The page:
VENUS BEMUS releases debut single, "storms"

By Cassie Whitt

VENUS BEMUS releases debut single, "storms"


Introducing venus bemus, a young bedroom pop singer-songwriter with the power to truly captivate and beguile not only with her riveting honesty, but also with the tragic backstory that ultimately lead to her becoming Venus.

venus bemus, known also as Danielle Bemus, until recently, was in a state of extended mourning following the suicide of her first professional music collaborator, Jack Dean of Greenhouse 27. Though music had always been her passion, she simply could not muster the will to create for five entire years following his passing.

There were several creatives in her hometown, Cleveland, however, who had not stopped championing her through it all. It just so happened that one such champion was producer Jim Wirt (Jack's Mannequin, The Rocket Summer, Incubus). Along with Bemus' former vocal coach Tim Moon, Wirt was eventually able to gently coax her back to the studio, starting with vocal lessons, then, eventually, with the recording of her debut original songs.

Going by the moniker “venus bemus,” Danielle created an entire persona with her rebirth as an artist based on her namesake Venus, the mythical goddess. She draws inspiration from the natural world and has created something of an etherial, dryad-esque aesthetic.

Having gone through what she did, she has developed perspicacity that well-exceeds her years. Her lyrics are painfully diary-esque, and she jokingly calls her music “sad girl pop.”

Her debut single “storms” demonstrates a desperate intensity that harkens to ‘90s alt powerhouses like Sinéad O’Connor, Dolores O’Riordan and Tracy Chapman.

venus bemus - "storms" (Official Audio)

"This song is about two people holding onto the threads of their lost love. "Storms" reference the wreckage of the relationship. This song details the realization that what they have isn’t really there anymore and the only way out is to leave it all behind and start new. The storm is the cause of the chaos, but the house in question is the groundwork of their relationship unfolding. They want to fight for each other, but the damage is done and what they had is gone.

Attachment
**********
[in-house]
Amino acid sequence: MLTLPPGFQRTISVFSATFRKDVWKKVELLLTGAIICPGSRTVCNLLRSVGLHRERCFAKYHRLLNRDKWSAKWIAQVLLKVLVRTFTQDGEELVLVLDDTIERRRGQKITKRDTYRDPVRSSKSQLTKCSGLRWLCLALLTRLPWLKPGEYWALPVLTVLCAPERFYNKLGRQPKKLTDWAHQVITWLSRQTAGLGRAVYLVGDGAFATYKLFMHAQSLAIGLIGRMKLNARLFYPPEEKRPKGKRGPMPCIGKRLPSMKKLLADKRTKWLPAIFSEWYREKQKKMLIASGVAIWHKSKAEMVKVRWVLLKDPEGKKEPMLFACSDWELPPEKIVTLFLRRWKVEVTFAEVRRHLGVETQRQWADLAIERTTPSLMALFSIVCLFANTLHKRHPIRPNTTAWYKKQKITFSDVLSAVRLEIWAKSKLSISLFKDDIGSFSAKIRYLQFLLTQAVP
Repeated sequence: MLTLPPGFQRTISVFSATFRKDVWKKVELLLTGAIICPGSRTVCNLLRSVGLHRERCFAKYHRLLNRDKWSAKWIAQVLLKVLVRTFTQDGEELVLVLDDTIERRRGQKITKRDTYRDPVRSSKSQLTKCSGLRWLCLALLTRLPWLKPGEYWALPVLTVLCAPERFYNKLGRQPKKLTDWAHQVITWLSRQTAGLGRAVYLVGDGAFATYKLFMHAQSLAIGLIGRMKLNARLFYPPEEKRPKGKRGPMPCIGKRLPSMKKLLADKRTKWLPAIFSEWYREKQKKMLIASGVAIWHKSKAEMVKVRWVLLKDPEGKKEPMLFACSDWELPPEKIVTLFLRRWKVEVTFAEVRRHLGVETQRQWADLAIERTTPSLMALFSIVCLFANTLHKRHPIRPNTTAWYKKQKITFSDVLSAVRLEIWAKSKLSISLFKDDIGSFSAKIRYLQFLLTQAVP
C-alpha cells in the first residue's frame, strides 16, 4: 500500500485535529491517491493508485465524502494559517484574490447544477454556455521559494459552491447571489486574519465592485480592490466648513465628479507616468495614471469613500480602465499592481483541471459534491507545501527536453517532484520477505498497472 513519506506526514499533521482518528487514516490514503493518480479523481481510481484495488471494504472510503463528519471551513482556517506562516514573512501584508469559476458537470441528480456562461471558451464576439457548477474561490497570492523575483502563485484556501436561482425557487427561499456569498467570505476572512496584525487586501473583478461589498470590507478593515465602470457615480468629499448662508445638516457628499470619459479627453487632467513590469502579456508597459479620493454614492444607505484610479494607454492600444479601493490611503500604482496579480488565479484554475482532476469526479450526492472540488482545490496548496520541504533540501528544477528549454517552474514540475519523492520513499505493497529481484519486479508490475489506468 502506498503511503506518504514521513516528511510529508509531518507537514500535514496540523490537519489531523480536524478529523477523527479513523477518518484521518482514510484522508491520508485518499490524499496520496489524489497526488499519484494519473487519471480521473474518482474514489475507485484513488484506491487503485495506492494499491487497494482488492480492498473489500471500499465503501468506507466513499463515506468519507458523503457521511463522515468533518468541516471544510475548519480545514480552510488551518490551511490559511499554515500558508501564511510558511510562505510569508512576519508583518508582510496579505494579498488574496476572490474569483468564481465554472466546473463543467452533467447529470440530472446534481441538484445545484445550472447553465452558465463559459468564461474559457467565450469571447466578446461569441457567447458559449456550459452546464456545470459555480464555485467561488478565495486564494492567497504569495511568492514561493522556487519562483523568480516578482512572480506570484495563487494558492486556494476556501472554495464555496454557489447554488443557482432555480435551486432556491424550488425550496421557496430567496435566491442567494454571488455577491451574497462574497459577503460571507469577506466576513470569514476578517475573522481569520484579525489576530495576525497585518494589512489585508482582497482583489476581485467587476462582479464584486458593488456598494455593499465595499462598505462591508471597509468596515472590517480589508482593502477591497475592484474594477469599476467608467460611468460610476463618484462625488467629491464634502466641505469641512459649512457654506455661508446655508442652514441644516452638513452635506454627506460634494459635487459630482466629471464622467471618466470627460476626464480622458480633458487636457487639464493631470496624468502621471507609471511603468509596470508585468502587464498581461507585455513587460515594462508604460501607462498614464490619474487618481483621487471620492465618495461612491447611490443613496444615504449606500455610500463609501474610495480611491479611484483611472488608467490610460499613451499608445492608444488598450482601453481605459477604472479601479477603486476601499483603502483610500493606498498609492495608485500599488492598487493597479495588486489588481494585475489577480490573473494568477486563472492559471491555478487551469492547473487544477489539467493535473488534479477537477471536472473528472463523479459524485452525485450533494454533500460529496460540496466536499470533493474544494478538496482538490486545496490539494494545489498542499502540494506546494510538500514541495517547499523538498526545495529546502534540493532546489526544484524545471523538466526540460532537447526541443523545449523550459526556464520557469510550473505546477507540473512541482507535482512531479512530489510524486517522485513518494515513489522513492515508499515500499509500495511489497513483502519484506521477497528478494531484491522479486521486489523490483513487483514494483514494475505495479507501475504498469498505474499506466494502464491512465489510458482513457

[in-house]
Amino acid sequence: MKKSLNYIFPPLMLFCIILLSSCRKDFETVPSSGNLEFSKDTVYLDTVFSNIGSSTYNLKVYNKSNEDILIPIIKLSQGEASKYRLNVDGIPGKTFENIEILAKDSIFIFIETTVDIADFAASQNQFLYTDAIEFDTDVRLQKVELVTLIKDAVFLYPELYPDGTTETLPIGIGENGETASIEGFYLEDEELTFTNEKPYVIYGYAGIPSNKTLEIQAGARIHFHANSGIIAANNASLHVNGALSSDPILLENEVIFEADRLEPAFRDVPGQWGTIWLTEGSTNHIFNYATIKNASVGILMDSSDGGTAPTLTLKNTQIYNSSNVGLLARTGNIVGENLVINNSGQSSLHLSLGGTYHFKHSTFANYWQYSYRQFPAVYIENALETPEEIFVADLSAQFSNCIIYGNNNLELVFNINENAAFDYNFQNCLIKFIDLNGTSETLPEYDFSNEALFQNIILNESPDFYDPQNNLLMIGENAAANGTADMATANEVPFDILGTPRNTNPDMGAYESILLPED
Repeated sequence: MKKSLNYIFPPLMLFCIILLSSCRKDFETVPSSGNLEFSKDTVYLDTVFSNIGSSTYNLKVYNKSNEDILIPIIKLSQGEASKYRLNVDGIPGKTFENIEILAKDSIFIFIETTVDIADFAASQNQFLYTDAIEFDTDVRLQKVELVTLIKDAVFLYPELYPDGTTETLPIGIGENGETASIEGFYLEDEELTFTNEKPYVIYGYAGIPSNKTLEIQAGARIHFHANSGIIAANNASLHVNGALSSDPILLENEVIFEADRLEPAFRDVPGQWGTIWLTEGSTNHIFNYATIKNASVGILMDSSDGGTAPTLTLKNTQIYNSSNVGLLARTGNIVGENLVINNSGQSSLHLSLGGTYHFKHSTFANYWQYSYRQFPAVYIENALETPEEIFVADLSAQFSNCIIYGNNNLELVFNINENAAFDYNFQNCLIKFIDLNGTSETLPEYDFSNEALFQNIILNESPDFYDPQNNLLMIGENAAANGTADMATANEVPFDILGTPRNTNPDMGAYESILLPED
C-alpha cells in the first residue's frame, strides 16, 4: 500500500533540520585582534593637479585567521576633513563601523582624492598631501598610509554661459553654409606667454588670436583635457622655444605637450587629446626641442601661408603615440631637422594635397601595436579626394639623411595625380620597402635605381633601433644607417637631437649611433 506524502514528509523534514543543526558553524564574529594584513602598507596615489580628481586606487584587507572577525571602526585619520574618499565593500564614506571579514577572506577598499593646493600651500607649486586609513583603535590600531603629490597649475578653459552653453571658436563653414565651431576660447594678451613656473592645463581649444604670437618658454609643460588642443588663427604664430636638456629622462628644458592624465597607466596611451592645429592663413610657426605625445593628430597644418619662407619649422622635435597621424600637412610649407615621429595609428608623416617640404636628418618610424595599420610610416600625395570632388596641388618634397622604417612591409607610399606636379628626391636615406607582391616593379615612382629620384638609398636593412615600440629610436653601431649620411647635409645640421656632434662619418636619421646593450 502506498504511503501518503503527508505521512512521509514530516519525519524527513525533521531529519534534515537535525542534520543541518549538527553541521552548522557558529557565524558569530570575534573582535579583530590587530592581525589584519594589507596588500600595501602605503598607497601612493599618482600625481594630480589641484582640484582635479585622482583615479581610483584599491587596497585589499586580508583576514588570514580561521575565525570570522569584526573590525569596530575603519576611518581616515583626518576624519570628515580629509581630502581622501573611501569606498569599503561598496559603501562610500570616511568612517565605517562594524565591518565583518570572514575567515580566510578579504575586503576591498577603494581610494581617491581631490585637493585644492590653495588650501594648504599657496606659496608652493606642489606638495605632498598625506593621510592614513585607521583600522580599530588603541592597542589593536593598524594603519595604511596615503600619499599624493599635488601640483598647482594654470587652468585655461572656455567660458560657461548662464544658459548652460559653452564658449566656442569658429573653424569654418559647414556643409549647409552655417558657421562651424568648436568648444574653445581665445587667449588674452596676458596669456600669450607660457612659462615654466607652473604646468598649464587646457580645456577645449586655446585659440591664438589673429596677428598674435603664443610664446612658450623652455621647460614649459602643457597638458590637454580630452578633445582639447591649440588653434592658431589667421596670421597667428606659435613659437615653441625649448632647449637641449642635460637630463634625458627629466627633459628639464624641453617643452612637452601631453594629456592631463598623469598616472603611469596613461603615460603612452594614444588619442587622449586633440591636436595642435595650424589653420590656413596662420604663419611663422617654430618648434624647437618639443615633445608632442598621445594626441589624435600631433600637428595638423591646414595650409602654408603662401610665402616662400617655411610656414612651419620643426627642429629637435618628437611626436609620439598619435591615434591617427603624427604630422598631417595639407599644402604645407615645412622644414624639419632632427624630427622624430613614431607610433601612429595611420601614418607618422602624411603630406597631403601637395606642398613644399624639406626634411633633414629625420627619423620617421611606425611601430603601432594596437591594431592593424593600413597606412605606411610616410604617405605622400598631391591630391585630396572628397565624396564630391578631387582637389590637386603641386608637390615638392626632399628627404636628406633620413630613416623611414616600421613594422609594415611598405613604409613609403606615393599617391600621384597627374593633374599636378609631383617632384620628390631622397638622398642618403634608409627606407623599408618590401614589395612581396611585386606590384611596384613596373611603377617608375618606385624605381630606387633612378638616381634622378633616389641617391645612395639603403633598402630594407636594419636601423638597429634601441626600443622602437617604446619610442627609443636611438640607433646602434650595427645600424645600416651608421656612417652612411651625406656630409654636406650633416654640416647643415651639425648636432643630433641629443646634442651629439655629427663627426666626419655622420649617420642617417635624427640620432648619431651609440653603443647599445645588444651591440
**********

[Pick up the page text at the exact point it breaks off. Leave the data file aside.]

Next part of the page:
"Releasing my first ever single has brought up a lot of feelings about who I am and what I’ve written. Reflecting back on where I’ve been and what I’ve lost and gained. Before anyone listens to it. I just have to say to whoever does, you are listening to my heart and my pain in every lyric. The little girl behind my eyes daydreamed way too often about being a singer, so this is a very special moment in my life, and I am so scared and excited to release it out into the world. Thank you to everyone and anyone who wants to support little ol me."

Single Cover: Devon Keller


Venus Bemus’ story begins early, with a child finding a love for art and singing—skills she honed so voraciously that by the time she graduated, professional musicians wanted to take her under their wings as a muse. Venus, then known by her birth name Danielle Marie Bemus, met creative partner Jack Dean in 2014, when he placed her at the helm of a grunge project, allowing her voice to realize his vision. However, Dean’s mental health began to decline, and later that year, he took his own life, leaving a wound where Bemus’ heart once swelled with a love for singing.

She retreated in mourning for nearly five years, not knowing then that many others had faith in her talent and would eventually help her regain her voice. From 2019 to 2021, with the help of trusted vocal coach Tim Moon and producer Jim Wirt (Jack’s Mannequin, Incubus), Bemus began reclaiming herself.

Much like in Botticelli’s The Birth Of Venus, our modern Venus rises anew, carried ashore after having remained dormant, submerged below fathoms of uncertainty. However, you shouldn’t picture Bemus as windswept and helpless. Picture her with claws and ready to fell the walls grief had built around her.

Bemus’ resilience yields lyrical perspicacity beyond her years, recalling, sonically, the power of alternative vocal predecessors Dolores O'Riordan, Sinéad O’Connor and Tracy Chapman, underlined by music she playfully calls “Sad Girl Pop.”